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Winter Classic 1954 'A Historic Game' - TSN Feature 2013 (HD)

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Published on Mar 2, 2013

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First 'Winter Classic' was 59 years ago in Michigan prison

The morning began with Punxsutawney Phil seeing his shadow in Pennsylvania.
The rodent scurried back to his hole, and as legend has it, his hasty retreat meant six more weeks of winter, but to the hearty residents of Marquette, on the southern shores of Lake Superior that wasn't much of a threat since Michigan's Upper Peninsula has always been accustomed to harsh winters.

What Yoopers weren't used to seeing in 1954 were the famous faces that they only read about in newspapers or heard on radio. But this Groundhog Day -- though meteorically like any other wintry Marquette day: 22 degrees, overcast and windless -- was completely different when the Detroit Red Wings came to town.

There was nothing 'usual' about the Wings' visit. They were invited by a warden to play an outdoor game -- the first in franchise history -- inside the razor wire-topped stone walls and armed watchtowers of the state's most notorious maximum-security prison.

Clearly, the game 58 years ago had a far different ambience then the last time the Wings played outdoors in the 2009 Winter Classic at Chicago's Wrigley Field or will when the Wings and Toronto Maple Leafs play at Michigan Stadium on New Year's Day.

"I was never concerns because I figured that I could take care of myself," said Wings legend Ted Lindsay, of playing against murderers, arsonists, bank robbers and assorted other degenerates. "But I felt very strongly from having been close to them in the summertime and mingling with them that there was no reason to be worried."

Months earlier, Lindsay and general manager Jack Adams visited Marquette Branch Prison during a promotional barnstorming trip through the U.P., which was sponsored by Stroh's Brewery. The two men put on short presentation in the prison's auditorium, then answered some questions from the prisoners.

"It was a Stroh's promotion. They paid us though it wasn't much," Lindsay recalled. "We did it mostly in the Lower Peninsula, probably three or four teams of twosomes went to different lunches, breakfasts and dinners to clubs and all."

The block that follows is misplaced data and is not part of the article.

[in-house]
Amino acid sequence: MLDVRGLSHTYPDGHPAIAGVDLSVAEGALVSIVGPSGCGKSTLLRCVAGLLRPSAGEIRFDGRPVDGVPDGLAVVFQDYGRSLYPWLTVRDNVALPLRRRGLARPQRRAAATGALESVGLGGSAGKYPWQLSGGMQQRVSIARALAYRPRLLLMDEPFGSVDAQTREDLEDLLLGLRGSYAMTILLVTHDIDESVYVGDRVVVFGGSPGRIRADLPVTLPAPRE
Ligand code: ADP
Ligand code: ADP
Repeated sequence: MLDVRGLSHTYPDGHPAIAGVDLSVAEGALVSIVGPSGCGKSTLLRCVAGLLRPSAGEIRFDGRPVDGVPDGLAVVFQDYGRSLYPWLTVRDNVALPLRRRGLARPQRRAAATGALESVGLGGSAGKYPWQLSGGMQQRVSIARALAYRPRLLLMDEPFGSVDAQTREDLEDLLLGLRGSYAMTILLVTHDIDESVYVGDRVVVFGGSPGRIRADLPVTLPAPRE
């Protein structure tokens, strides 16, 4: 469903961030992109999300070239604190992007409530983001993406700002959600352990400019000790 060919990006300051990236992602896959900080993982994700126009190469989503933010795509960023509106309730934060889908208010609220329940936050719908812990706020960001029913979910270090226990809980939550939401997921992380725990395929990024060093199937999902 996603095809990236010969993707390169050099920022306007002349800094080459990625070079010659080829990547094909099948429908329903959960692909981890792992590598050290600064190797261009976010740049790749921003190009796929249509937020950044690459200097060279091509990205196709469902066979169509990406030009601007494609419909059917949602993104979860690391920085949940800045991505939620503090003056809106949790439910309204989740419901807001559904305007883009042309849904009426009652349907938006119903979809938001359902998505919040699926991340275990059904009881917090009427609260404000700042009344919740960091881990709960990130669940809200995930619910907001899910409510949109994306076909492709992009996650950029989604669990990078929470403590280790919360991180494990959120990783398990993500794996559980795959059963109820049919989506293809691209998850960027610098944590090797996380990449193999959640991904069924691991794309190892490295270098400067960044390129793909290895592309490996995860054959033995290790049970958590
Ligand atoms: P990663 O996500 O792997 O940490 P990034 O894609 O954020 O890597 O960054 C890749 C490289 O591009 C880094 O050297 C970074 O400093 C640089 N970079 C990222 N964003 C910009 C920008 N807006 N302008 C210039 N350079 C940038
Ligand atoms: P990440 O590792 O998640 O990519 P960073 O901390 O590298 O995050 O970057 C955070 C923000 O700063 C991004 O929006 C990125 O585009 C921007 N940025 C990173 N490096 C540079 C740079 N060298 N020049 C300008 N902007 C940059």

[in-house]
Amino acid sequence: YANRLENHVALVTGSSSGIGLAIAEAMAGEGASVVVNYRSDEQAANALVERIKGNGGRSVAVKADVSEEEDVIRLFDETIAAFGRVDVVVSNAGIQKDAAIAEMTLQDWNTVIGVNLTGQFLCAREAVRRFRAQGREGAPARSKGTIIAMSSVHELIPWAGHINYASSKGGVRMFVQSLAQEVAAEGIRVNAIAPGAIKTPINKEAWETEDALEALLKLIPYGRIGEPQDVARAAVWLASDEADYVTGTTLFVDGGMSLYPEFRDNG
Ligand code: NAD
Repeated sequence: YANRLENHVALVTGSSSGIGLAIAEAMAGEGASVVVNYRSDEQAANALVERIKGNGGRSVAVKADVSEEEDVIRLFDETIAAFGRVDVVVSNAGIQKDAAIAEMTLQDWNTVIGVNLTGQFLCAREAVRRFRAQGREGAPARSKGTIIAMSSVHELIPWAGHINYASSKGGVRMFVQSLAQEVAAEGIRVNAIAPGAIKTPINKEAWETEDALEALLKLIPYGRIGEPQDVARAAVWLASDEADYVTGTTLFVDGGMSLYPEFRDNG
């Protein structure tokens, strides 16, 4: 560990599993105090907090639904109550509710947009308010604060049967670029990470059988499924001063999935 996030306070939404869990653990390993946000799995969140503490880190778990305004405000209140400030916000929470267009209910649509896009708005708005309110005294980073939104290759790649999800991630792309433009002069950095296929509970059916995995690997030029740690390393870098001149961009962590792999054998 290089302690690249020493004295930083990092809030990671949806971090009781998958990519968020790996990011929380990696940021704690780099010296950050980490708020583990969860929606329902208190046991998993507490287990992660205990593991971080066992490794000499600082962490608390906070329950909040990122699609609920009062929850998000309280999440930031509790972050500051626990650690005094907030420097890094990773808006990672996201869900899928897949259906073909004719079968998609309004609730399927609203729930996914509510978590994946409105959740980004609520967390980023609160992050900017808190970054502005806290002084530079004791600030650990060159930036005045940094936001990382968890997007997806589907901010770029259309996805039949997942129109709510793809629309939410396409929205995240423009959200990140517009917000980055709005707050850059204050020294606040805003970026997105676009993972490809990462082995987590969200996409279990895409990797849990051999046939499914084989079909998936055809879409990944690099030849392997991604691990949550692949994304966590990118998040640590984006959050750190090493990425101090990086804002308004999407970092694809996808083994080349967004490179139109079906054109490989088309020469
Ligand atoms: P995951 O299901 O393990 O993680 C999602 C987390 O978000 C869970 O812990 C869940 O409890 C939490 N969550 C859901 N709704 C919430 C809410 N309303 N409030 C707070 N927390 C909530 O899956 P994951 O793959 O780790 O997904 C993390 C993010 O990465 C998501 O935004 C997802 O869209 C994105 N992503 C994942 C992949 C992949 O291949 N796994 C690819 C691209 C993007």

In the last two weeks of June, Lindsay and Adams went to the U.P., starting in St. Ignace and on the Soo and Marquette where they ended up at the prison. Lindsay remembers it not being as bad inside as it had been made out to be. But he still inquired with the guards about personal safety. "Oh no, if anybody thought of doing anything they would be dead before he took two steps," Lindsay was told.

The playing conditions in Marquette that day were perfect, prompting Gordie Howe to say that the ice was "the best he had ever played on."

The game on prison ice was the greatest thrill most of the inmates and staff had ever experienced. Wings coach Tommy Ivan put his team through a series of big league drills and skills competitions, and then the Wings defeated the Pirates soundly by displaying some of the dazzling stick work that made them league champions for seven consecutive seasons.

"They were more curious because they had heard us on the radio and seen us on the television," said Lindsay, of the inmates. "Now they were looking at the real person."

To make things interesting, the Wings swapped a few players, trading goalie Terry Sawchuk, among others, and exchanged one set of defensemen, said Lindsay, who skated on the opposite wing as Howe with an inmate as their centerman.

Howe then skated the second half of the game with the prison's wear a No. 16 Pirates' jersey.

After 10 minutes, the Wings had a 10-0 advantage, and by the end of the first period they had an 18-0 lead. It could easily have been 50-0.

"The only time I touched the puck," bemoaned Brumm, who installed himself on defense, "was when I pulled it out of the back of the net."

The Red Wings ran away with the game and the warden presented Adams with a honey bucket as a makeshift trophy. Lindsay doesn't remember the final score, which he calls insignificant.

"It was an experience that I thoroughly enjoyed. I would say that they were all perfect gentlemen," Lindsay said. "The emotions that you have at the time are what you should be able to feel. The emotions of what you felt with them and the emotions that you felt for them and how you felt being on the ice with them. All of that stuff you forget."

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